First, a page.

LAST December 2021, I wrote about the healing power of nature (link at the end of the article) because, in many ways, nature allows one’s weary body to rest and heals a wounded soul.
In Singapore, I found myself looking for nature parks where I can spend the entire morning or afternoon walking around, breathing positivity in and breathing negativity out. Thankfully, the country has plenty of it – all of which are easily reachable and accessible via public transport, and some are smack dab in the middle of this fine city.
Here are some that I was fortunate to visit along with my nature-lover friend Joana in this country that is sometimes known as The Garden City.
Mount Faber Park
Said to be one of the oldest parks in Singapore, this 56-hectare park and reserve located at the junction of Kampung Bahru Road and Telok Blangah Road, is a popular destination for locals and tourists as it is easily accessible via buses or Mass Rapid Transit (MRT). Mount Faber is part of the Southern Ridges, comprising 10-kilometer trails connecting Telok Blangah Hill Park, HortPark, Kent Ridge Park, and Labrador Nature Reserve.
There are plenty of activities to be had in this nature park. One can take a cable car from Mount Faber to Sentosa Island and enjoy the breathtaking view of the city from above. For those like us who love to walk, and I mean monumental walk, the place offers stunning panoramic views of the southern part of Singapore via overlooking points strategically situated within the park. There are plenty of stairs and walking paths can be slippery during the rainy season, so one has to mind the path and wear proper shoes.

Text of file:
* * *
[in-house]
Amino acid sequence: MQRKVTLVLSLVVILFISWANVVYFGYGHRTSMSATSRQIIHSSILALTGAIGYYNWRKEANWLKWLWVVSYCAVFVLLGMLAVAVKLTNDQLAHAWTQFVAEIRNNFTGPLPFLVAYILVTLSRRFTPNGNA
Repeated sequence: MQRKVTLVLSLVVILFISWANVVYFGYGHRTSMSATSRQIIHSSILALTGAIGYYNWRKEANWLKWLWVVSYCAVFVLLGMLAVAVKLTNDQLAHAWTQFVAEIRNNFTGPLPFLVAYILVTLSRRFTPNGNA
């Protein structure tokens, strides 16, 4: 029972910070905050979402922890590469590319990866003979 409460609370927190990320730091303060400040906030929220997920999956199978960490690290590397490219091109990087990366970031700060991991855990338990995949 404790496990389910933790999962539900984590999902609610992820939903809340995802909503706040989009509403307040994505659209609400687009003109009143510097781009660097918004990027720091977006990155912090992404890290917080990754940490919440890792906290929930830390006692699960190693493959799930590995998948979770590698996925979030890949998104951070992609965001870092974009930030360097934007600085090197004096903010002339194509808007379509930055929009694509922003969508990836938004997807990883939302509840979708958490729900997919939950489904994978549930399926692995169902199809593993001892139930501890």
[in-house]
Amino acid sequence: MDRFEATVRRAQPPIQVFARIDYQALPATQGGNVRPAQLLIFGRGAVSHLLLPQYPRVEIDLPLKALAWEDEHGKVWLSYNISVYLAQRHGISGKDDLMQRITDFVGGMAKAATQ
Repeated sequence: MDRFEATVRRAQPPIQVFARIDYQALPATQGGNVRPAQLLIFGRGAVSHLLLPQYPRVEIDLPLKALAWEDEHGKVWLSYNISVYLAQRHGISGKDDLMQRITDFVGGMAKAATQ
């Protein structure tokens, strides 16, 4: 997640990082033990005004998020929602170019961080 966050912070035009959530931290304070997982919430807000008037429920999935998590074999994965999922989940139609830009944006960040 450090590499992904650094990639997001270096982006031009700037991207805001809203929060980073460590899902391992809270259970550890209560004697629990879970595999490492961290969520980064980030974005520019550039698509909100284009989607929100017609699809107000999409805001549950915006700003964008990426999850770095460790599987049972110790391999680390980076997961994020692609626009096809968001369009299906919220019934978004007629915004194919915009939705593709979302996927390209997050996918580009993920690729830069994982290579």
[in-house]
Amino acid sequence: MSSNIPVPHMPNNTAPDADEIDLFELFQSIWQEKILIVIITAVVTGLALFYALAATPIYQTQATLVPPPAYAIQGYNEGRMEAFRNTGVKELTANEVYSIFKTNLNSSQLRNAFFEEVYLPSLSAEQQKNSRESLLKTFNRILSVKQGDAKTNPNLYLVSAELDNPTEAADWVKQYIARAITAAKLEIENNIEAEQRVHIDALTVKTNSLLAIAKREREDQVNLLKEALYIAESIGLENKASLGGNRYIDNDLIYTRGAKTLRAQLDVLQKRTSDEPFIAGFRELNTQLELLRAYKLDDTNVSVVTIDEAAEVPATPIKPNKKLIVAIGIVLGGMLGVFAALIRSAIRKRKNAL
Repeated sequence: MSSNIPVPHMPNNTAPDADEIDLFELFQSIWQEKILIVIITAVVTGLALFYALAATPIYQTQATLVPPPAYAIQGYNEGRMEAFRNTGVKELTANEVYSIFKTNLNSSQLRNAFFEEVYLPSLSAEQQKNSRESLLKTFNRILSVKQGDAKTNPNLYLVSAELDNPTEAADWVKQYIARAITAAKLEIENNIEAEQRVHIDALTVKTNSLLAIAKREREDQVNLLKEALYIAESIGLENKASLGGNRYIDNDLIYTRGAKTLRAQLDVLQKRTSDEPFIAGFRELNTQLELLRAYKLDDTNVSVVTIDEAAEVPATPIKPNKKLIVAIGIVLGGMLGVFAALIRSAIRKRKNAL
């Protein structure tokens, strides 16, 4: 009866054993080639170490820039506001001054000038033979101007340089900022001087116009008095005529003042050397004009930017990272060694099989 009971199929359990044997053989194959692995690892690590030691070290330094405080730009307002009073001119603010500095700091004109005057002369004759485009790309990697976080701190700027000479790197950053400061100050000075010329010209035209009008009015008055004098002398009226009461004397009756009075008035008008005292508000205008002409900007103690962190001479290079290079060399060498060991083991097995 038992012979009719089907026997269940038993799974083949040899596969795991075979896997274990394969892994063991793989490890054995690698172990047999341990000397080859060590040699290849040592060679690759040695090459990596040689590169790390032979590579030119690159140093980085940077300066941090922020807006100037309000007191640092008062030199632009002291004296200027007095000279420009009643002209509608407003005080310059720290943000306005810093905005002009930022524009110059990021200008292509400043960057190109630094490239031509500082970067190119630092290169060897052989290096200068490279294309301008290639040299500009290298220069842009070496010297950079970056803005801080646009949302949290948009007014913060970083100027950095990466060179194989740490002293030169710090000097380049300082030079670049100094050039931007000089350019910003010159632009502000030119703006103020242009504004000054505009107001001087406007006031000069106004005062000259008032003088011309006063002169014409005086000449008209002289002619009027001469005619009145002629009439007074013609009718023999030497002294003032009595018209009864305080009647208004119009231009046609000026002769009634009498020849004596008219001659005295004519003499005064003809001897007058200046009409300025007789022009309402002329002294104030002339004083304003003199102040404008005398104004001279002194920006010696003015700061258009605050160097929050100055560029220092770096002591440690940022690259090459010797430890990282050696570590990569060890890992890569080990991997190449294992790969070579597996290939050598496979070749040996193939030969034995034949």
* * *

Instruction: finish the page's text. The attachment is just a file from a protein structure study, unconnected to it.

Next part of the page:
At the highest point in the park is this mural wall depicting local historical scenes, if you want a bit of education while taking a break. Mount Faber is covered by secondary rainforest or second-growth forest, and here and there this time, you will notice some covered or enclosed areas in which repairs and improvements are being done.
Although it can be a long stretch to cover, you can do the hike or run by yourself and it will be unlikely for you to get lost if you only follow the trails and pathways. Establishments offering food and refreshments can be found in the park, and so do toilets. Normally, there are many visitors in this park on any given day, runners, hikers, and tourists included.
Perhaps one of my favorite places so far for nature therapy when in Singapore is Pulao Ubin originally known as Pulao Batu Jubin in Malay or Granite Stone Island, a 1,020-hectare island northeast of mainland Singapore. Nature meets history is the kind of experience this place has to offer. You can opt to follow the well-trodden paths on foot or rent a bike and explore the island. Best perhaps to go there with a buddy or in a group, especially if an encounter with wild boars and monkeys isn’t your favorite part when communing with nature. This is, after all, home to diverse habitats and a variety of wildlife.